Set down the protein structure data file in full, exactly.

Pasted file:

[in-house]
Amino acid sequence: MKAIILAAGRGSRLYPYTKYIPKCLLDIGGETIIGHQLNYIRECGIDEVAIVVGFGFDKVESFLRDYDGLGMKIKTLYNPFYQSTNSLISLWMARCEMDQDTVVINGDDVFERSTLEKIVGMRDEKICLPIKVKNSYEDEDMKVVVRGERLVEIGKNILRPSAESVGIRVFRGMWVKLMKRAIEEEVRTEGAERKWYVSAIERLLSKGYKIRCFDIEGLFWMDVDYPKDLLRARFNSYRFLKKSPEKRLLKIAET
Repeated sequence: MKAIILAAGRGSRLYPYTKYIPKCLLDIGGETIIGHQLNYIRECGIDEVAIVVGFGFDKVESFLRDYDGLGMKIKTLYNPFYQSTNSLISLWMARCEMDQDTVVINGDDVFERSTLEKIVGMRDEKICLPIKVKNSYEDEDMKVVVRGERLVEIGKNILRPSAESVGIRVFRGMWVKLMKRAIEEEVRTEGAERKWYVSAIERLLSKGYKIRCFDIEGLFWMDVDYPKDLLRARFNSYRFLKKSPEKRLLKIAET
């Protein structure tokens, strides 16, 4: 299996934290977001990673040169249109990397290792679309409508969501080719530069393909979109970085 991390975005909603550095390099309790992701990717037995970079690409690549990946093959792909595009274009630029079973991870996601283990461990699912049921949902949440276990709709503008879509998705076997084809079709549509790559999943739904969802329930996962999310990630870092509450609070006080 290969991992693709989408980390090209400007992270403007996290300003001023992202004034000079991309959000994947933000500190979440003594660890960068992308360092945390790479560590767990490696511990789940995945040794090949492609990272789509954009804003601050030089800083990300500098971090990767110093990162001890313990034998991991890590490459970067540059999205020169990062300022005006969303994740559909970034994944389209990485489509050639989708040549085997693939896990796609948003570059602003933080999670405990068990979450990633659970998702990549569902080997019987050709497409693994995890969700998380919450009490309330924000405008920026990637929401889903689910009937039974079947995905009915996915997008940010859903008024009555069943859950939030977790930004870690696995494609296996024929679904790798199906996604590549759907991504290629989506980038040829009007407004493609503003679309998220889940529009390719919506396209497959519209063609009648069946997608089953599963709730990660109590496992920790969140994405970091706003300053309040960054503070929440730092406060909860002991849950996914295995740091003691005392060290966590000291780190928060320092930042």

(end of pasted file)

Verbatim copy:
[in-house]
Amino acid sequence: MKAIILAAGRGSRLYPYTKYIPKCLLDIGGETIIGHQLNYIRECGIDEVAIVVGFGFDKVESFLRDYDGLGMKIKTLYNPFYQSTNSLISLWMARCEMDQDTVVINGDDVFERSTLEKIVGMRDEKICLPIKVKNSYEDEDMKVVVRGERLVEIGKNILRPSAESVGIRVFRGMWVKLMKRAIEEEVRTEGAERKWYVSAIERLLSKGYKIRCFDIEGLFWMDVDYPKDLLRARFNSYRFLKKSPEKRLLKIAET
Repeated sequence: MKAIILAAGRGSRLYPYTKYIPKCLLDIGGETIIGHQLNYIRECGIDEVAIVVGFGFDKVESFLRDYDGLGMKIKTLYNPFYQSTNSLISLWMARCEMDQDTVVINGDDVFERSTLEKIVGMRDEKICLPIKVKNSYEDEDMKVVVRGERLVEIGKNILRPSAESVGIRVFRGMWVKLMKRAIEEEVRTEGAERKWYVSAIERLLSKGYKIRCFDIEGLFWMDVDYPKDLLRARFNSYRFLKKSPEKRLLKIAET
């Protein structure tokens, strides 16, 4: 299996934290977001990673040169249109990397290792679309409508969501080719530069393909979109970085 991390975005909603550095390099309790992701990717037995970079690409690549990946093959792909595009274009630029079973991870996601283990461990699912049921949902949440276990709709503008879509998705076997084809079709549509790559999943739904969802329930996962999310990630870092509450609070006080 290969991992693709989408980390090209400007992270403007996290300003001023992202004034000079991309959000994947933000500190979440003594660890960068992308360092945390790479560590767990490696511990789940995945040794090949492609990272789509954009804003601050030089800083990300500098971090990767110093990162001890313990034998991991890590490459970067540059999205020169990062300022005006969303994740559909970034994944389209990485489509050639989708040549085997693939896990796609948003570059602003933080999670405990068990979450990633659970998702990549569902080997019987050709497409693994995890969700998380919450009490309330924000405008920026990637929401889903689910009937039974079947995905009915996915997008940010859903008024009555069943859950939030977790930004870690696995494609296996024929679904790798199906996604590549759907991504290629989506980038040829009007407004493609503003679309998220889940529009390719919506396209497959519209063609009648069946997608089953599963709730990660109590496992920790969140994405970091706003300053309040960054503070929440730092406060909860002991849950996914295995740091003691005392060290966590000291780190928060320092930042």